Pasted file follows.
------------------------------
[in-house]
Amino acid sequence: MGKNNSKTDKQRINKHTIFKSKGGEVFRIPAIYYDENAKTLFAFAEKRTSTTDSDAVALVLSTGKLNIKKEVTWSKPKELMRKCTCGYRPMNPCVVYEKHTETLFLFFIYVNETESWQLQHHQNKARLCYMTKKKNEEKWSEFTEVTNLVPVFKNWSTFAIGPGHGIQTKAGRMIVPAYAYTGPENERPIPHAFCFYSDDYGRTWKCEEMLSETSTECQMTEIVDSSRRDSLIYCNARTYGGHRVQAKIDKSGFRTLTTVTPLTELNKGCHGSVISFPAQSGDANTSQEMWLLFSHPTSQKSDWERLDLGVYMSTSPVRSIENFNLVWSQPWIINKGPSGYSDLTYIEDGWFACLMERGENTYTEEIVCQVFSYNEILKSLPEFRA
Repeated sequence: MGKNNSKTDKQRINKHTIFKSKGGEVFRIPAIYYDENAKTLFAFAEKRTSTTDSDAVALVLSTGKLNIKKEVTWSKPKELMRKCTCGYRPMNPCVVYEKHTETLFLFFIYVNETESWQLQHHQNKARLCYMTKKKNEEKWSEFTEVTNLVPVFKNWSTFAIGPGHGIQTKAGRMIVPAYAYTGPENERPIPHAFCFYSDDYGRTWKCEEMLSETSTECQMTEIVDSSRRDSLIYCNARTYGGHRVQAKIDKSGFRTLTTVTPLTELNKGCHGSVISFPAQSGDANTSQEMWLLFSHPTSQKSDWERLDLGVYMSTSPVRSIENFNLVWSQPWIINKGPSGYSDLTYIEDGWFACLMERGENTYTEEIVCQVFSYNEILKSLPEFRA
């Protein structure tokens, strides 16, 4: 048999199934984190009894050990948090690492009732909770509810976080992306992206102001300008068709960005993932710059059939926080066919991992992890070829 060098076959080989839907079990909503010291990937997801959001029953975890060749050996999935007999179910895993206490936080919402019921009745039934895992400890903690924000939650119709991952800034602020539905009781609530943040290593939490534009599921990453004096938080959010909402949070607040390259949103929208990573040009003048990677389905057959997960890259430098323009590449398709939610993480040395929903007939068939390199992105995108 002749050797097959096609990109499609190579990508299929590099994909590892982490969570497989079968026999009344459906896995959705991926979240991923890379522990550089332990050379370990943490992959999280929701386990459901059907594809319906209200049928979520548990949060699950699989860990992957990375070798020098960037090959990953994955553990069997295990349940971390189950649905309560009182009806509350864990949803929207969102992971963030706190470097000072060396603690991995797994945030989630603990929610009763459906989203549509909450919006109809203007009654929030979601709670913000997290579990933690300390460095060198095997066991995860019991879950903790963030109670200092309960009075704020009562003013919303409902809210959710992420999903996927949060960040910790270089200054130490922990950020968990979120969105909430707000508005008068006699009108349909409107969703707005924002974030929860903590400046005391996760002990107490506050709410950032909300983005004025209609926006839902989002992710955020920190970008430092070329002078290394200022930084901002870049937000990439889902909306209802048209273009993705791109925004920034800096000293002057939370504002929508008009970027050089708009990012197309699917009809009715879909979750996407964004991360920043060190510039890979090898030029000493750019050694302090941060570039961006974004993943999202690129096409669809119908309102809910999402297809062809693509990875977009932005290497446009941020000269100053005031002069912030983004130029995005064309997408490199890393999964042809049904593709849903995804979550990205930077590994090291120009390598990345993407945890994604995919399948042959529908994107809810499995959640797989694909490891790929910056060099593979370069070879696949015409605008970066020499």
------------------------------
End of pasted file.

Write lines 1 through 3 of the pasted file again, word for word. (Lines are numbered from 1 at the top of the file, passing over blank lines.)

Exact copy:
[in-house]
Amino acid sequence: MGKNNSKTDKQRINKHTIFKSKGGEVFRIPAIYYDENAKTLFAFAEKRTSTTDSDAVALVLSTGKLNIKKEVTWSKPKELMRKCTCGYRPMNPCVVYEKHTETLFLFFIYVNETESWQLQHHQNKARLCYMTKKKNEEKWSEFTEVTNLVPVFKNWSTFAIGPGHGIQTKAGRMIVPAYAYTGPENERPIPHAFCFYSDDYGRTWKCEEMLSETSTECQMTEIVDSSRRDSLIYCNARTYGGHRVQAKIDKSGFRTLTTVTPLTELNKGCHGSVISFPAQSGDANTSQEMWLLFSHPTSQKSDWERLDLGVYMSTSPVRSIENFNLVWSQPWIINKGPSGYSDLTYIEDGWFACLMERGENTYTEEIVCQVFSYNEILKSLPEFRA
Repeated sequence: MGKNNSKTDKQRINKHTIFKSKGGEVFRIPAIYYDENAKTLFAFAEKRTSTTDSDAVALVLSTGKLNIKKEVTWSKPKELMRKCTCGYRPMNPCVVYEKHTETLFLFFIYVNETESWQLQHHQNKARLCYMTKKKNEEKWSEFTEVTNLVPVFKNWSTFAIGPGHGIQTKAGRMIVPAYAYTGPENERPIPHAFCFYSDDYGRTWKCEEMLSETSTECQMTEIVDSSRRDSLIYCNARTYGGHRVQAKIDKSGFRTLTTVTPLTELNKGCHGSVISFPAQSGDANTSQEMWLLFSHPTSQKSDWERLDLGVYMSTSPVRSIENFNLVWSQPWIINKGPSGYSDLTYIEDGWFACLMERGENTYTEEIVCQVFSYNEILKSLPEFRA